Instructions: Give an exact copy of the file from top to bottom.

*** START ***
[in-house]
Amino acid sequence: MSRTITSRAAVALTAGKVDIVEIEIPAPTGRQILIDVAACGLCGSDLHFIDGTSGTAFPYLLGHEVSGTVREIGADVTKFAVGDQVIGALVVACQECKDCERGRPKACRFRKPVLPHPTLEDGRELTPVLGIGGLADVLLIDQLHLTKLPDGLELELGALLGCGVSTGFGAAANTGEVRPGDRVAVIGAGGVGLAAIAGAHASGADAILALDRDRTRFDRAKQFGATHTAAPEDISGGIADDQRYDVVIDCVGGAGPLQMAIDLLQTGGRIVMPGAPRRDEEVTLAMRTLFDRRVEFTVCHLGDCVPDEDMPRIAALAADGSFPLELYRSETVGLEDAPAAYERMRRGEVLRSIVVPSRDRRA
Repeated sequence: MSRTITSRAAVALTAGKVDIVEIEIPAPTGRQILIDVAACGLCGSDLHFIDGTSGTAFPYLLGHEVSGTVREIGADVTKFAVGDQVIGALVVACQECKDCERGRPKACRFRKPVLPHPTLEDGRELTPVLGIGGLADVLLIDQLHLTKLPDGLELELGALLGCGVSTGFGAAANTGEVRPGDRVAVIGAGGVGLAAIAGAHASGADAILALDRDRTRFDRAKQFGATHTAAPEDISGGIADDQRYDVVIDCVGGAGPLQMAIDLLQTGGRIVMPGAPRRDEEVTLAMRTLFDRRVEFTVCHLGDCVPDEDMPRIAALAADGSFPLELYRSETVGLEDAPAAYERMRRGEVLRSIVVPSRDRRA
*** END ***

[in-house]
Amino acid sequence: MSRTITSRAAVALTAGKVDIVEIEIPAPTGRQILIDVAACGLCGSDLHFIDGTSGTAFPYLLGHEVSGTVREIGADVTKFAVGDQVIGALVVACQECKDCERGRPKACRFRKPVLPHPTLEDGRELTPVLGIGGLADVLLIDQLHLTKLPDGLELELGALLGCGVSTGFGAAANTGEVRPGDRVAVIGAGGVGLAAIAGAHASGADAILALDRDRTRFDRAKQFGATHTAAPEDISGGIADDQRYDVVIDCVGGAGPLQMAIDLLQTGGRIVMPGAPRRDEEVTLAMRTLFDRRVEFTVCHLGDCVPDEDMPRIAALAADGSFPLELYRSETVGLEDAPAAYERMRRGEVLRSIVVPSRDRRA
Repeated sequence: MSRTITSRAAVALTAGKVDIVEIEIPAPTGRQILIDVAACGLCGSDLHFIDGTSGTAFPYLLGHEVSGTVREIGADVTKFAVGDQVIGALVVACQECKDCERGRPKACRFRKPVLPHPTLEDGRELTPVLGIGGLADVLLIDQLHLTKLPDGLELELGALLGCGVSTGFGAAANTGEVRPGDRVAVIGAGGVGLAAIAGAHASGADAILALDRDRTRFDRAKQFGATHTAAPEDISGGIADDQRYDVVIDCVGGAGPLQMAIDLLQTGGRIVMPGAPRRDEEVTLAMRTLFDRRVEFTVCHLGDCVPDEDMPRIAALAADGSFPLELYRSETVGLEDAPAAYERMRRGEVLRSIVVPSRDRRA